Photo: Alex StaffordAt 47, Fiona Crawford lives by the researcher's maxim that staying fit lowers the risk of getting Alzheimer's. “I stay physically active. I'm obviously blessed; my job keeps me extremely mentally active.”
Scientists in recent weeks have been rolling out breakthroughs in Alzheimer’s research: A tie to mouth bacteria, for instance, and a study that showed intensive treatment to reduce high blood pressure cut the chance of early cognitive troubles compared to regular blood pressure treatment.
In “Brain Trust” — Florida Trend profiled Sarasota-based Roskamp Institute and its research into a well-established blood pressure medication it thought could slow the progress of Alzheimer’s. Institute executive director Dr. Michael Mullan said last week that a trial of the drug, called Nilvadipine, in low doses in Europe showed promise in cutting the rate of decline in some individuals with Alzheimer’s. “They were still progressing over the 18 months of the study but they were doing it at half the rate of individuals on the placebo,” he says. But the overall population of study subjects — a mixed group of mild and moderate disease sufferers — didn’t show enough improvement.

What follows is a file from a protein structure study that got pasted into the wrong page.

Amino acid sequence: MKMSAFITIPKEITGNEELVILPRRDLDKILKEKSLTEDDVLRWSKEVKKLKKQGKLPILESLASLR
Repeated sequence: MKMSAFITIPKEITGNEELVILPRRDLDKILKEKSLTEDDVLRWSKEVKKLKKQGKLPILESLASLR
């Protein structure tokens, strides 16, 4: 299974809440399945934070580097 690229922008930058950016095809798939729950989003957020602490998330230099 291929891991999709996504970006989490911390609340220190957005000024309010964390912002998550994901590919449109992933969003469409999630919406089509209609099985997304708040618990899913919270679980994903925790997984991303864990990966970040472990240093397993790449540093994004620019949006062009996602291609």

Mullan says the institute is trying to raise funding for a second trial, this time focused on individuals in the early stages of disease and this time using a stronger dose. A trend in Alzheimer’s research globally is to focus on individuals showing only early stage-symptoms or no symptoms. He says there’s a form of the drug that doesn’t lower blood pressure and so could be given in higher doses without causing people to be dizzy or faint. In mice models, it’s effective, “which suggests it’s not about lowering the blood pressure. It’s having another affect that doesn’t have anything to do with blood pressure.”
The findings from the latest research getting attention nationally aren’t surprising, he says. “We’ve known for a long time that high blood pressure increases the risk for Alzheimer’s disease,” he says.